Hearing a husband's appeal on the grounds for his divorce, the High Court said his wife should not have been allowed to divorce him on grounds of separation because she was the one who had walked out.
Instead, her husband's claim that she had deserted him was correct, said Justice Choo Han Teck.
Madam Law Fay Yuen had cited separation from her husband, Dr Teng Cheng Sin, for the preceding four years when she successfully applied to a district judge for divorce last year.
But the same court had also allowed Dr Teng's counter-claim that he be allowed to divorce her because she had deserted him.
Both cited June 28, 2010, as the date they parted.
"If the operative date was indeed 28 June, 2010, the husband's claim was correctly granted but the wife's claim ought to have been dismissed," Justice Choo Han Teck said in judgment grounds released yesterday.
The judge said desertion is based on one party being at fault while separation is a "neutral ground with no adverse inference or finding of fault". It is understood the point, which the judge noted was not raised by either party during the hearing, could affect how the assets are divided following the split.
The judge said desertion is based on one party being at fault, while separation is a "neutral ground with no adverse inference or finding of fault".
It is understood the point, which the judge noted was not raised by either party during the hearing, could affect how the assets are divided following the split.
"It may be considered by the court when assessing the non-financial contributions of a party and the time period could be discounted by the period of desertion," said Harry Elias Partnership lawyer Koh Tien Hua.
The couple, who are in their early 50s, were married in 1990 and have three children aged 18 to 23.
They were in the news more than a decade ago. Dr Teng ran a family practice clinic and operated a bubble tea shop on the same premises, while his accountant wife worked as his clinic assistant.
The district court had allowed his counter-claim for desertion as grounds for divorce but rejected his claim of her "unreasonable behaviour" as an additional ground.
Dr Tan was seeking a time extension from the High Court to file an appeal against the district court's decision not to grant the additional ground.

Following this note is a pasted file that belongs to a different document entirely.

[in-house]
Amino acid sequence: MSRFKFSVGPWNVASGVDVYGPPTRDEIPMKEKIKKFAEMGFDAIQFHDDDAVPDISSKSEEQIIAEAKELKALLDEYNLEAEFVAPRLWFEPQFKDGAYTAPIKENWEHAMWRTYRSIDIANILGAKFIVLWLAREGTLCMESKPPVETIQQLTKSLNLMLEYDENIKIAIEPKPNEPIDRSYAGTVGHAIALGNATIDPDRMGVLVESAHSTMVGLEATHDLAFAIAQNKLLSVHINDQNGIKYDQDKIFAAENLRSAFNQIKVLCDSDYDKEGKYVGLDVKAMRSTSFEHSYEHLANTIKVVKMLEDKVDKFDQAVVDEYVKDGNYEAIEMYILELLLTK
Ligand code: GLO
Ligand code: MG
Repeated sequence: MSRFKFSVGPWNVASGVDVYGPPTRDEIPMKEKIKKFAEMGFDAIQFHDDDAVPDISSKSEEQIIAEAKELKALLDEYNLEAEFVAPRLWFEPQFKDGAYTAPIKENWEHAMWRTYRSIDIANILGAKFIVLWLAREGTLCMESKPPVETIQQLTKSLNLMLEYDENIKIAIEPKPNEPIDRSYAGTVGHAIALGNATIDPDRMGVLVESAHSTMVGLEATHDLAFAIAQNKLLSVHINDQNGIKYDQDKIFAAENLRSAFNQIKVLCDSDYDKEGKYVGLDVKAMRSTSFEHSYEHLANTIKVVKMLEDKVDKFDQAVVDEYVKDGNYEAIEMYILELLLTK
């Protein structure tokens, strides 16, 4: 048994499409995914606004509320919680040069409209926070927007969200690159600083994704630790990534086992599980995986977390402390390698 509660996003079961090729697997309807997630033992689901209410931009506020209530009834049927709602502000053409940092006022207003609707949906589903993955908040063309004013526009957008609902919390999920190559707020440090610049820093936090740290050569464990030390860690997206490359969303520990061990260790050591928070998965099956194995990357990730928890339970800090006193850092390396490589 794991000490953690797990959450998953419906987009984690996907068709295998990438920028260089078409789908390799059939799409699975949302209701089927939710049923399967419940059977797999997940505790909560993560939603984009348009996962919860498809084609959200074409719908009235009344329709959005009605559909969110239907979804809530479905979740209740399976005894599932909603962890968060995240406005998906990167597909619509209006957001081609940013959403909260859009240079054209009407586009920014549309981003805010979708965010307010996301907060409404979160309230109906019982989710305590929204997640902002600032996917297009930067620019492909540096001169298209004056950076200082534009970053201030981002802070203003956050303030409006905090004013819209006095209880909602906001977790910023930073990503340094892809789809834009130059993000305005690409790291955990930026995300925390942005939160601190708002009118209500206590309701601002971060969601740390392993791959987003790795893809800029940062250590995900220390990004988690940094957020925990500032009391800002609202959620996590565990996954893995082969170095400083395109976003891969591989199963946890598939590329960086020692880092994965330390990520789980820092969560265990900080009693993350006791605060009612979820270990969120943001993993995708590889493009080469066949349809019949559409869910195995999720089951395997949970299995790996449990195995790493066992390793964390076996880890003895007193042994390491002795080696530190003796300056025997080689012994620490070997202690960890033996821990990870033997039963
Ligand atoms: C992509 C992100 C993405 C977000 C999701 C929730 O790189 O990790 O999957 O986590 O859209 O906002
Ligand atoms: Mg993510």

Justice Choo rejected his application, however, finding there was no point in his pursuing the appeal and urged the parties to proceed "expeditiously" to deal with follow-up matters related to their divorce.
"The claims by the husband that the wife had acted unreasonably are neither necessary nor sufficient... for him to obtain a divorce since he has already succeeded on the ground of desertion," said Justice Choo.
Dr Teng had catalogued several instances of alleged unreasonable behaviour by his wife, which included her complaint to the medical authorities that he sold controlled medicine illegally. He was charged in court but acquitted when the court found that it was the wife who sold the medicine at the bubble tea shop without his knowledge.
She had also complained to the authorities that her husband had bribed two of his patients to testify for him. But after a 15-day trial, he was acquitted when it was found that it was she who had offered the patients $50,000 not to testify.
Justice Choo said his claims of unreasonable behaviour, most of which occurred more than 10 years ago, could be considered, if necessary, for the post-divorce ancillary orders.
The case prompted the judge to recall the three wars between Rome and Carthage, which lasted more than 100 years from 261BC, after both realised they "could not live together side by side".
Things turned nasty for both as they had no court to resolve their quarrel in a civil manner.
"Here the recriminations between husband and wife are rife, and although the court will no doubt hear all their claims, it is not bound to allow them to dwell on petty points," said Justice Choo.